From kefir and kimchi to sauerkraut and tempeh, fermented foods have become more popular as consumers embrace the complex mix of briny and tangy flavors. And chef Danny Galvez of Estiatorio Ornos, a Michael Mina restaurant in Miami, thinks those ingredients will become even more prevalent on menus in 2022.
Galvez has noticed that many top chefs are incorporating shio koji, a marinade made from cooked rice that has been fermented with a culture, Aspergillus oryzae, which is used in Japanese ingredients like miso and soy sauce.
Although Galvez says the marinade is great for tenderizing meats and adding an “umami punch,” he thinks its veggie application might be what makes it a menu all-star. After all, many plant-based foods need an extra kick of umami that comes naturally with animal proteins.
Follow the food
Over the past two years, F&B trends have taken a backseat to more pressing matters, like navigating the ever-changing pandemic landscape or grappling with supply chain issues. But many chefs and restaurant operators are hoping that 2022 will open the door to more innovation on the menu side.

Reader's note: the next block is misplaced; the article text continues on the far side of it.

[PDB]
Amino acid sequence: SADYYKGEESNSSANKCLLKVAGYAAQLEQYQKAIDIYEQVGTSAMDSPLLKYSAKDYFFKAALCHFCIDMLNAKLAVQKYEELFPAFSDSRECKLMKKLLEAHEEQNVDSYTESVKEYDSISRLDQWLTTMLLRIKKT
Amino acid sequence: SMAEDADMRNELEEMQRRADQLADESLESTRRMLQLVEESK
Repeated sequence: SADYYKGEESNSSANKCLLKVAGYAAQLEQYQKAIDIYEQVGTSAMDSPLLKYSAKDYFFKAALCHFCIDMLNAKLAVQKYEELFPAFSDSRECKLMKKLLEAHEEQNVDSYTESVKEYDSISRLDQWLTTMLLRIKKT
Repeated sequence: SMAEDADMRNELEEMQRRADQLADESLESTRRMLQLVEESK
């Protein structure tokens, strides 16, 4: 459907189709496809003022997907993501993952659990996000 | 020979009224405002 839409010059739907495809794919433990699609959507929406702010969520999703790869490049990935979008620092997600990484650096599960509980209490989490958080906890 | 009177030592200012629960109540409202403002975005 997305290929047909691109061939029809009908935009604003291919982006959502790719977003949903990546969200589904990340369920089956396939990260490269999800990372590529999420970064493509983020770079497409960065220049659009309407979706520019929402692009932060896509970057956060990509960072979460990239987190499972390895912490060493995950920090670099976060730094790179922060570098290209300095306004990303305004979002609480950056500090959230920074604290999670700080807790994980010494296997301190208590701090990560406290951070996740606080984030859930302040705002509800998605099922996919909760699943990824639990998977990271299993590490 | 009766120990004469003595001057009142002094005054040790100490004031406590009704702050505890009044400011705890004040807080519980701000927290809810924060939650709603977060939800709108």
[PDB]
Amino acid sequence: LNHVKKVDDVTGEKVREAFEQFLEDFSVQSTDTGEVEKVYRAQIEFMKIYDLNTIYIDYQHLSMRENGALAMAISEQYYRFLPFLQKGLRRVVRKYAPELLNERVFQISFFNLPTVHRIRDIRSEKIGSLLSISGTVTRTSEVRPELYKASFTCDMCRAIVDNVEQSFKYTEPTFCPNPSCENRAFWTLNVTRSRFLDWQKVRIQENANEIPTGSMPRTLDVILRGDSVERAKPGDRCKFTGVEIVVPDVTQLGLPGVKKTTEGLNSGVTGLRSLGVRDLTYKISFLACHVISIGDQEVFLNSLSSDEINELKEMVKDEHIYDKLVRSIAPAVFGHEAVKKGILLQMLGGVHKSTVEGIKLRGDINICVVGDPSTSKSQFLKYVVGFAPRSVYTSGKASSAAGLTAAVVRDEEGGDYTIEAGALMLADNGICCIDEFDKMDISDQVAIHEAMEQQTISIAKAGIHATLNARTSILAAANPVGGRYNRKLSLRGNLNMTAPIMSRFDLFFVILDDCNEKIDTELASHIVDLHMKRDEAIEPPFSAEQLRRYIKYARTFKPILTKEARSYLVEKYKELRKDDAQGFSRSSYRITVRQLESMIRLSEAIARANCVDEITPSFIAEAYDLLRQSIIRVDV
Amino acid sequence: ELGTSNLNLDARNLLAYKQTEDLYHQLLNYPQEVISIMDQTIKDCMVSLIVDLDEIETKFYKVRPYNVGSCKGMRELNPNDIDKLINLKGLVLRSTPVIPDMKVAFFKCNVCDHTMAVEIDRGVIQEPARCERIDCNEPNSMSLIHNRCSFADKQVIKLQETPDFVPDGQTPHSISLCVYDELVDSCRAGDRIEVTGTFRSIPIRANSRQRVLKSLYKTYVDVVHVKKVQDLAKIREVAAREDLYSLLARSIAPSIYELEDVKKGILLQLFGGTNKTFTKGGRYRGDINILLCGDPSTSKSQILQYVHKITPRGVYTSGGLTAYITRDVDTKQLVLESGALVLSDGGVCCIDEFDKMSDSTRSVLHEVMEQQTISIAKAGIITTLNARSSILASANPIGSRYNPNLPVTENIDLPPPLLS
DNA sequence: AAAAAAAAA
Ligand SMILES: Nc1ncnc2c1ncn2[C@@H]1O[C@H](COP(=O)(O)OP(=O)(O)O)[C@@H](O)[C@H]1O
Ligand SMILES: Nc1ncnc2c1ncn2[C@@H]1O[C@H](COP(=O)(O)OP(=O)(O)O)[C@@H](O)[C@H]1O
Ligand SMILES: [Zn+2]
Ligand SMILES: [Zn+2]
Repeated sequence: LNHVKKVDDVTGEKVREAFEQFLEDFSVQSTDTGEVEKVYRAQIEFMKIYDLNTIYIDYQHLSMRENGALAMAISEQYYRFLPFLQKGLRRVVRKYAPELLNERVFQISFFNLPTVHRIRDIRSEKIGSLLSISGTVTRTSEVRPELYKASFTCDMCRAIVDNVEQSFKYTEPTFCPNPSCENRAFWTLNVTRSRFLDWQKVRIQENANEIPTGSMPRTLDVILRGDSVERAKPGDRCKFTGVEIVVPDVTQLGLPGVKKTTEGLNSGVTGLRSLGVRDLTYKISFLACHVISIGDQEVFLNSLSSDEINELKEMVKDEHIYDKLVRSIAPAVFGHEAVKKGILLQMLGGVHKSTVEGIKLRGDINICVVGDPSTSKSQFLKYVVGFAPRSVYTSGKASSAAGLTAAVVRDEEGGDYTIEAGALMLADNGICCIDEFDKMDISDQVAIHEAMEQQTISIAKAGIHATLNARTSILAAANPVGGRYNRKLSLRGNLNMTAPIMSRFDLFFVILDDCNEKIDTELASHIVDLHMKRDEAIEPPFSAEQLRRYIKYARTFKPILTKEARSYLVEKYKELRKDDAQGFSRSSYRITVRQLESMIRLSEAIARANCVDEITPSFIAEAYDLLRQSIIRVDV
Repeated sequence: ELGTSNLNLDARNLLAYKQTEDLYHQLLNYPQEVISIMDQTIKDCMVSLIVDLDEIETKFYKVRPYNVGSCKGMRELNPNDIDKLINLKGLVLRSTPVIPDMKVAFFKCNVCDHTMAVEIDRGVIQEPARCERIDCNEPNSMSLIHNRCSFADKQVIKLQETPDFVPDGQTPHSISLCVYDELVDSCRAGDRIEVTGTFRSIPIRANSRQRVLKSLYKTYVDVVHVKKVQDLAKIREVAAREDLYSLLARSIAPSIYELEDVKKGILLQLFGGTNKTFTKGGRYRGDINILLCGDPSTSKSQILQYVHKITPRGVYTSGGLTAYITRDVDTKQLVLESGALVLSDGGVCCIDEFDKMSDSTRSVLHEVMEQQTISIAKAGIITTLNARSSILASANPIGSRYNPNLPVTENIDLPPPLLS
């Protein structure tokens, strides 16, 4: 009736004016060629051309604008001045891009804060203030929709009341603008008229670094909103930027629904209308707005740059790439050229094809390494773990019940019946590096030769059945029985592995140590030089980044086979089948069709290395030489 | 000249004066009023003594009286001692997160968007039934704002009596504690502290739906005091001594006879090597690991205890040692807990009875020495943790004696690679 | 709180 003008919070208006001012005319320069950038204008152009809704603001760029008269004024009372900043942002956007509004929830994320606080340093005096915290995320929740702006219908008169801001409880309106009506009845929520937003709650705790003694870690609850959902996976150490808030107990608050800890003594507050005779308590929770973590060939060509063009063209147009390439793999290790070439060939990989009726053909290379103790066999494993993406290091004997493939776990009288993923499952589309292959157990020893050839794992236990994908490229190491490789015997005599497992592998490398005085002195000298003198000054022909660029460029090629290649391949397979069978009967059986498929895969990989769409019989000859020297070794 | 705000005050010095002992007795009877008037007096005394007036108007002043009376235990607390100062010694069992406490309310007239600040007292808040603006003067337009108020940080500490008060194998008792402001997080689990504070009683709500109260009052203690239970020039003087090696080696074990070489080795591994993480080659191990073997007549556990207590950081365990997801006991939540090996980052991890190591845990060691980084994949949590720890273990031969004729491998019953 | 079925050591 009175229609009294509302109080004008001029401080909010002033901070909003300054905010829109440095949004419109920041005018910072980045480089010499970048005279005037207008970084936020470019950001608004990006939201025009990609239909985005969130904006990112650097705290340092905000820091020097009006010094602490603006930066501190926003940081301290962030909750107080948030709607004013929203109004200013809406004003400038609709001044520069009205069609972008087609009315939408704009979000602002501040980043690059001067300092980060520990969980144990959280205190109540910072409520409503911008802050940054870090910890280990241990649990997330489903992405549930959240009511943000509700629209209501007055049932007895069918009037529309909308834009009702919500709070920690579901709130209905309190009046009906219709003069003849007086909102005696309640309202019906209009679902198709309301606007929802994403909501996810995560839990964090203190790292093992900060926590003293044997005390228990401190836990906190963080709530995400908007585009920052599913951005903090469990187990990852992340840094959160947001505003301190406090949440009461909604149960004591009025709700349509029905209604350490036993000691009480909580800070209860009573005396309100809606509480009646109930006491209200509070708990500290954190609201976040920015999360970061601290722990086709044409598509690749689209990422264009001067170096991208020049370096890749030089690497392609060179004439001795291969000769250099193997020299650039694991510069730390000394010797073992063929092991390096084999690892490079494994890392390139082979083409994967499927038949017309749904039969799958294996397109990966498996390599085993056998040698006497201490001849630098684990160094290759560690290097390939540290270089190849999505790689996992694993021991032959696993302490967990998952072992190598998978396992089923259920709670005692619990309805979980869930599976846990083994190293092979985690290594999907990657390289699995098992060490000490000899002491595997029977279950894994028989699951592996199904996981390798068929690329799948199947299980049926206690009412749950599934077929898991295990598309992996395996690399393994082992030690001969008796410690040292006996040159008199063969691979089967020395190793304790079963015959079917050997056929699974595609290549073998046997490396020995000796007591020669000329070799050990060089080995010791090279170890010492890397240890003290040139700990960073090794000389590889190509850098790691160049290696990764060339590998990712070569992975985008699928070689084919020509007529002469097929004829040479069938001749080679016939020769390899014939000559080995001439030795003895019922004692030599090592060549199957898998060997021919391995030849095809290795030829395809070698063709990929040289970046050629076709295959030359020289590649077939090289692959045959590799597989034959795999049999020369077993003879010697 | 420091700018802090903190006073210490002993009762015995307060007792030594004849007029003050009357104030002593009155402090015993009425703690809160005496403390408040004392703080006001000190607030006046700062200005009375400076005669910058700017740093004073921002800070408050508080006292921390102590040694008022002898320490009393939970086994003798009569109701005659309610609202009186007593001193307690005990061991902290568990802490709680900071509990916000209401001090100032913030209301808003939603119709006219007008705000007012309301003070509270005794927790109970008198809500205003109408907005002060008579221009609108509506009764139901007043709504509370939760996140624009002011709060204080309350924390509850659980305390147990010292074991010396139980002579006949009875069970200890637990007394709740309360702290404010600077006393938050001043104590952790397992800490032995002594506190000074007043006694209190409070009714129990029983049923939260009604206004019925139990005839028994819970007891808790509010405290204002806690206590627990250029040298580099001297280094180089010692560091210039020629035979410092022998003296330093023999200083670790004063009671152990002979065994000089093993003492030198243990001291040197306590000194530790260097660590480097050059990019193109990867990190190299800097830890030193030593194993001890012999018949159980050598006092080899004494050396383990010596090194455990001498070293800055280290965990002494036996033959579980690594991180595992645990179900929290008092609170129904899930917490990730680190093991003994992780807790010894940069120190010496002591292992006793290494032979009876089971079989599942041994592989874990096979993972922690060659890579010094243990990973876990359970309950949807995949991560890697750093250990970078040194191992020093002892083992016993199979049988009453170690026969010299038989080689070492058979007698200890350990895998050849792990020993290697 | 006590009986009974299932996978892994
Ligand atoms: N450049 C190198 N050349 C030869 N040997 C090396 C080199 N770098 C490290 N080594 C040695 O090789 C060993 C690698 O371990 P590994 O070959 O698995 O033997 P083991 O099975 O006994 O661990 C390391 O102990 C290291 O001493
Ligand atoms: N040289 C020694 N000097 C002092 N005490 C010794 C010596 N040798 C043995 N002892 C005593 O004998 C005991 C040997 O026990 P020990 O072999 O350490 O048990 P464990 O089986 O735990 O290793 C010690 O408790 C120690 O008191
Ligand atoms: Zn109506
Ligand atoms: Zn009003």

Through data on consumer demand, product availability, and other factors like cultural shifts, trendologists can extrapolate hot-ticket items. But people working in the kitchen every day—namely chefs and their teams—have a different, and arguably more astute, perspective of what’s coming down the pipeline. And when it comes to preparing for the year ahead, restaurants would do well to listen to the people who understand their menus the best.
Here are eight trends to expect in 2022 from the people who know the back of house best: chefs.
Hibiscus has long been used in teas and other beverages. In fact, chef Dina Butterfield of Japanese steakhouse Uchi remembers imbibing one such drink throughout her childhood in Mexico.
“I was raised drinking ‘agua de Jamaica,’” she says of hibiscus, which translates to Jamaica in Spanish. “It’s served in every Mexican household during lunch which is our main meal. It’s sold in the markets and in the ice cream shops.”